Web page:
Sengova, the city’s ethics officer, later responded that the ethics office and auditor “are the City,” and that Hickson’s interpretation “has no legal basis.”
Hickson argued that sharing unredacted materials with the auditor and ethics officer could waive the city’s privilege in ongoing legal matters, and could harm the city by allowing outside parties to gain access to privileged information.
But Peter Joy, a law professor and expert in legal ethics at Washington University in St. Louis, doubted that a judge would agree.
The city is the law department’s client and the auditor and ethics officer are all part of the city and not some outside party, Joy said.
“Both the city officials and the city auditor share a common interest in uncovering and eliminating government misconduct,” Joy said. “The documents and communications are staying within the same entity, the city, and they are being used for a common purpose.”
About breaking privilege
The city’s charter says all city officers, employees and contractors “shall allow” the auditor “immediate access” to all city records.
A Bottoms spokesman declined to identify prior instances when the law department withheld information from the auditor citing privilege.
“If we are placed in a position to choose between aiding the authorities in protecting the integrity of their investigation or senselessly exposing information and breaking privilege to satisfy the curiosity of a few individuals, we will always choose the former,” Bottoms spokesman Michael Smith said.
Smith did not identify the individuals to whom he referred or explain how the auditor and ethics officer’s inquiry was related to the federal investigation. The city released a memo from its outside legal counsel that stated the agencies sought documents that could include sensitive communications and endanger the corruption probe.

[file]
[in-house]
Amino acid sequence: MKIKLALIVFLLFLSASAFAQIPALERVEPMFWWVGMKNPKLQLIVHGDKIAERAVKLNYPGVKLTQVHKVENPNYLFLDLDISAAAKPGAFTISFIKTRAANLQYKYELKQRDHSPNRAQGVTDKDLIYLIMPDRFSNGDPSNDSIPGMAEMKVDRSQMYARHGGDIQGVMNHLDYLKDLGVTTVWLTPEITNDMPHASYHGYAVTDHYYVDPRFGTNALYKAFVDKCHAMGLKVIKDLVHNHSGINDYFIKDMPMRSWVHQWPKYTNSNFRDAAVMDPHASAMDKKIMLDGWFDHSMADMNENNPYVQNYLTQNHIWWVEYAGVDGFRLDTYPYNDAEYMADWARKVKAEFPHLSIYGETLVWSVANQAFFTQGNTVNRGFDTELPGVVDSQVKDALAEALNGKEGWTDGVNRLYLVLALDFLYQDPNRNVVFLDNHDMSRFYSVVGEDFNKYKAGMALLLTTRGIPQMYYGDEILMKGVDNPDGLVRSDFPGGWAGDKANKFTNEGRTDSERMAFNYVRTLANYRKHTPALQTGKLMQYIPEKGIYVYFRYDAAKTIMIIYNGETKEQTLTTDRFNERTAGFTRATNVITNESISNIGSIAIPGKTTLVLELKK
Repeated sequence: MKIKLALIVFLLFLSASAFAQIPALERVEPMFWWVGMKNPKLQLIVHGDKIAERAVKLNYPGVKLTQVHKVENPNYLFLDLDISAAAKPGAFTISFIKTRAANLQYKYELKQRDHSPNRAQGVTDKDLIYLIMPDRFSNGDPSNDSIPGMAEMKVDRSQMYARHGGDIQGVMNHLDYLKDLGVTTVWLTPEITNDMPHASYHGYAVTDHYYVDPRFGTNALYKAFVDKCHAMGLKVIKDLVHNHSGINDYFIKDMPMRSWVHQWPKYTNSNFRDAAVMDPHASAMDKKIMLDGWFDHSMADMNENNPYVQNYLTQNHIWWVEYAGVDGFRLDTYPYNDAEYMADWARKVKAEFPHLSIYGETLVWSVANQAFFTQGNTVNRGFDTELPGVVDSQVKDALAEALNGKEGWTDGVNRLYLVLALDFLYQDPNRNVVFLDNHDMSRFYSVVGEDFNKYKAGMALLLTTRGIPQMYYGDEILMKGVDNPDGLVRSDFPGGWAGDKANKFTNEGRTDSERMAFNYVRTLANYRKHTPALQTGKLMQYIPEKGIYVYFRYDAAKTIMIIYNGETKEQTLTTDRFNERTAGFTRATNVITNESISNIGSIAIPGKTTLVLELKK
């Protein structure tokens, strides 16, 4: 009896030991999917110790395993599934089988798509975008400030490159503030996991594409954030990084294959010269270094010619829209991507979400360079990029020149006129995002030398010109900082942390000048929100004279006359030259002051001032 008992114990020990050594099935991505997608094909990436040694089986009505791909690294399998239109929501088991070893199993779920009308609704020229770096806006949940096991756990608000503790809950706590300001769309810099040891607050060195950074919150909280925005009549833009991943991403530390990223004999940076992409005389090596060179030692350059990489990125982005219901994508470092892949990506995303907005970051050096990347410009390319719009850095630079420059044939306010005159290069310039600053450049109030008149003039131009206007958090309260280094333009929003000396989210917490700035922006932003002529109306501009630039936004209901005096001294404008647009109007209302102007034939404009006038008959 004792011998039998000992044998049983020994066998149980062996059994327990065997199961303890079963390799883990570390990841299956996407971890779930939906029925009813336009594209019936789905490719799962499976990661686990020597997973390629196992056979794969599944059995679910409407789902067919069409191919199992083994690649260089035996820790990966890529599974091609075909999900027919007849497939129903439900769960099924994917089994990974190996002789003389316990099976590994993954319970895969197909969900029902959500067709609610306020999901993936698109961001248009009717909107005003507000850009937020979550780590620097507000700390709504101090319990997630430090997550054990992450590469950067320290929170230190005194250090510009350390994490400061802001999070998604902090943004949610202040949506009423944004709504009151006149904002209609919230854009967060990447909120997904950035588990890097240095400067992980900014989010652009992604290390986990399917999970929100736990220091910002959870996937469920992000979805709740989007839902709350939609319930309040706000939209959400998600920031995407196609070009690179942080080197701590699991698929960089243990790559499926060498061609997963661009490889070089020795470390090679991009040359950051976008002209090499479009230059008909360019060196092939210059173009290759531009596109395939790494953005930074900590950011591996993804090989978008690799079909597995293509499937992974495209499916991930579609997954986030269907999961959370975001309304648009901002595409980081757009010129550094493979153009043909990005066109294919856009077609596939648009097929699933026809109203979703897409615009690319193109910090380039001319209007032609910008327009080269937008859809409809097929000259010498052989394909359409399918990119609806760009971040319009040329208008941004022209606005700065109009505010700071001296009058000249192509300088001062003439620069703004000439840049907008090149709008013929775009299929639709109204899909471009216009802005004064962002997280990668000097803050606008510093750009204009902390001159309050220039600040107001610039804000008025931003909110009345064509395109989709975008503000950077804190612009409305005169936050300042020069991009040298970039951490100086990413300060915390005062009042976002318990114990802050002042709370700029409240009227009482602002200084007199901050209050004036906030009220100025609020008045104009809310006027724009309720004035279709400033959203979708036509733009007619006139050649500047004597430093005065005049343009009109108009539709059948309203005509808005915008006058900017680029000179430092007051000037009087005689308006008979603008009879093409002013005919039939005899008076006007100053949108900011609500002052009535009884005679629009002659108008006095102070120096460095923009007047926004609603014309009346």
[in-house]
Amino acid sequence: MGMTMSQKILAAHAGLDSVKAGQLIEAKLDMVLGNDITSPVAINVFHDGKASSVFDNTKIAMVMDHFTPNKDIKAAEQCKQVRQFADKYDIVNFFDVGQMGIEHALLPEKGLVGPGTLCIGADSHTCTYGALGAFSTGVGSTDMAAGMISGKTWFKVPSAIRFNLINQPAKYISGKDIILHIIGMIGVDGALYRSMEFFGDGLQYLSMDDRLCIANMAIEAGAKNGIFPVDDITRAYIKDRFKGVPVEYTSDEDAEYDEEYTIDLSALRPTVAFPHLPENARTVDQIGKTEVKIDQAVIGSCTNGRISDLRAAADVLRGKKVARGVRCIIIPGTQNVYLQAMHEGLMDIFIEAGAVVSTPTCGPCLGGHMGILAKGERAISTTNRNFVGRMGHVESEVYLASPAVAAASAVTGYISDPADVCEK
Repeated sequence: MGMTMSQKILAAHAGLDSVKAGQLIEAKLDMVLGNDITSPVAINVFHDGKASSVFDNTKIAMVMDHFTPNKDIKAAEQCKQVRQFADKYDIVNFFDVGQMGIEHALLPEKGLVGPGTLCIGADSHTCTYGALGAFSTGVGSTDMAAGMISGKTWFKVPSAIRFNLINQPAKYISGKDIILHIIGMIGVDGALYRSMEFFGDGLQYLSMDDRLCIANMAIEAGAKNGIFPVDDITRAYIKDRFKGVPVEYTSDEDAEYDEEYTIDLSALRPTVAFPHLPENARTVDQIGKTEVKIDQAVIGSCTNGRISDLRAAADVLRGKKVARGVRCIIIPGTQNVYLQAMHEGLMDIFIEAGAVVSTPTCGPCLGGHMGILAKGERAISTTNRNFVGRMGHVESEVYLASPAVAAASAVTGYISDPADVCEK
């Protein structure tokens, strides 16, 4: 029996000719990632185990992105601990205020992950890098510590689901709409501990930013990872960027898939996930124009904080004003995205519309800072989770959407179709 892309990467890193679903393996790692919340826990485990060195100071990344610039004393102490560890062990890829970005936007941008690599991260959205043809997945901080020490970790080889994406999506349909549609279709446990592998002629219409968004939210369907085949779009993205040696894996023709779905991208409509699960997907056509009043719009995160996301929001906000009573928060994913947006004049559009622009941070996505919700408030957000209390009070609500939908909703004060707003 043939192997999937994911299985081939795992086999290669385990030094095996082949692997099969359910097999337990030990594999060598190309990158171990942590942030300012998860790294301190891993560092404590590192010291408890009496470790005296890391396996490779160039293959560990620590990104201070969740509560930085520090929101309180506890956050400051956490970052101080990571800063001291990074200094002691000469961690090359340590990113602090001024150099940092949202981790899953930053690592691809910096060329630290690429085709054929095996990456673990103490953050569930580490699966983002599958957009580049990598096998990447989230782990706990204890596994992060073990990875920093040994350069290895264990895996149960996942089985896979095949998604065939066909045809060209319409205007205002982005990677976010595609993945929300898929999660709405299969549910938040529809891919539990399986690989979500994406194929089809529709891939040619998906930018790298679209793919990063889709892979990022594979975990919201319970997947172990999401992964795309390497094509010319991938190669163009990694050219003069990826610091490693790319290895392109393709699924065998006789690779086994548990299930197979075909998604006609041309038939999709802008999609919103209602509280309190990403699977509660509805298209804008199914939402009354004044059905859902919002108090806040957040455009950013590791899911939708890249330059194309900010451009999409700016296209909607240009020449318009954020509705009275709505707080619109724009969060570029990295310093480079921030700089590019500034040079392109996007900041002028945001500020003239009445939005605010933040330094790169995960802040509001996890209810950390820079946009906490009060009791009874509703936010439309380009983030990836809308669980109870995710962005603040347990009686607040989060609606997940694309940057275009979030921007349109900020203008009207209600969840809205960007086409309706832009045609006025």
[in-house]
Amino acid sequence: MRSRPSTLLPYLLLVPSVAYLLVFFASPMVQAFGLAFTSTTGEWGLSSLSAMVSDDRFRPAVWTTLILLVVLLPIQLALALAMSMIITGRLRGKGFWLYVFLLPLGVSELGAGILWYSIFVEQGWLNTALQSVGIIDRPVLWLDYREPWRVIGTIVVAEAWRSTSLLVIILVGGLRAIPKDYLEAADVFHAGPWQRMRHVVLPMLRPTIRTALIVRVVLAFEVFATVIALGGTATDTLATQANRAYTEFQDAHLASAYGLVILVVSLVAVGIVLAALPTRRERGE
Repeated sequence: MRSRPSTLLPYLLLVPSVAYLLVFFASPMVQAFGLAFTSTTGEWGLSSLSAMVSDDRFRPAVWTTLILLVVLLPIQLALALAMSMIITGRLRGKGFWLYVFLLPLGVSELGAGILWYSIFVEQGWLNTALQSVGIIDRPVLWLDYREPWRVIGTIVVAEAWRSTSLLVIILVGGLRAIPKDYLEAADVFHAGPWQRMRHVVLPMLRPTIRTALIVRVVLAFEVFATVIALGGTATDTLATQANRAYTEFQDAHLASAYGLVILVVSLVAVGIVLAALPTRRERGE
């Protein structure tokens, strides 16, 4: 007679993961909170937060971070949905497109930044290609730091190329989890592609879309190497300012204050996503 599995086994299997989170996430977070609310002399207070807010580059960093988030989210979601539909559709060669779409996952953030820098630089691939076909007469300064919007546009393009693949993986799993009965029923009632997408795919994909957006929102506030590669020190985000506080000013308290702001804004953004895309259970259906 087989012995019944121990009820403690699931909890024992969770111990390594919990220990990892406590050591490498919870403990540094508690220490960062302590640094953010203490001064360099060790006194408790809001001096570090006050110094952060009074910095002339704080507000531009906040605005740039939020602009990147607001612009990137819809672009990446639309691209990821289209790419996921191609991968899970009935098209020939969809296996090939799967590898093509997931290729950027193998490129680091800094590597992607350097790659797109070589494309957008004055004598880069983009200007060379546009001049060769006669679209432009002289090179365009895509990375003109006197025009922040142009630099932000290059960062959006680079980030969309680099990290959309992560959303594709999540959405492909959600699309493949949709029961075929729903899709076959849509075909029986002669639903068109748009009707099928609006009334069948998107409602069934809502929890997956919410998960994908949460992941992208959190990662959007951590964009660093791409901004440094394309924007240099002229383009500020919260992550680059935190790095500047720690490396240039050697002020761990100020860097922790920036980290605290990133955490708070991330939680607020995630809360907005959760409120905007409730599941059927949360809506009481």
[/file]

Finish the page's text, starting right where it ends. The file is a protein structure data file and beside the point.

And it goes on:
“If the U.S. Department of Justice cannot require the city to provide unredacted emails, neither can the Ethics Board, City Council or anyone else in the City,” City Attorney Nina Hickson wrote to Ethics Officer Jabu Sengova on March 21. “Production would have to be by court order.”
Sengova told Hickson that she was interfering with her investigation and setting a dangerous precedent.
Hickson responded with another reference to the U.S. Attorney’s Office probe at City Hall.
“Your actions potentially interfere with the pending federal investigation as well as my professional responsibility,” Hickson said.
The request for the emails was made on March 21. City Auditor Amanda Noble didn’t receive any records until May 2. And even then, Noble expressed disappointment.
“The initial files were incomplete and provided in alternative format that was difficult for us to use,” Noble wrote in an email to two City Council members.
About a week later, the auditor and ethics office had received about 8,300 of the 109,000 emails responsive to their request.
Sara Henderson, executive director of government watchdog group Common Cause Georgia, said the fight over access could lead to taxpayers paying costly legal fees. It also illustrates that the auditor and ethics office need more power to investigate potential wrongdoing.
“It’s not the city’s job to protect the federal investigation, it’s the city’s job to make sure that the auditor and ethics officer can do their job in investigating for the city,” Henderson said.
City Council President Felicia Moore said the level of access to records by the auditor and ethics officer may ultimately be decided in court.
“At this point,” Moore said, “both [sides] appear to be pretty entrenched.”
ORIGINAL DOCUMENTS: MARCH 21 EMAILS
ORIGINAL DOCUMENTS: MARCH 25 EMAILS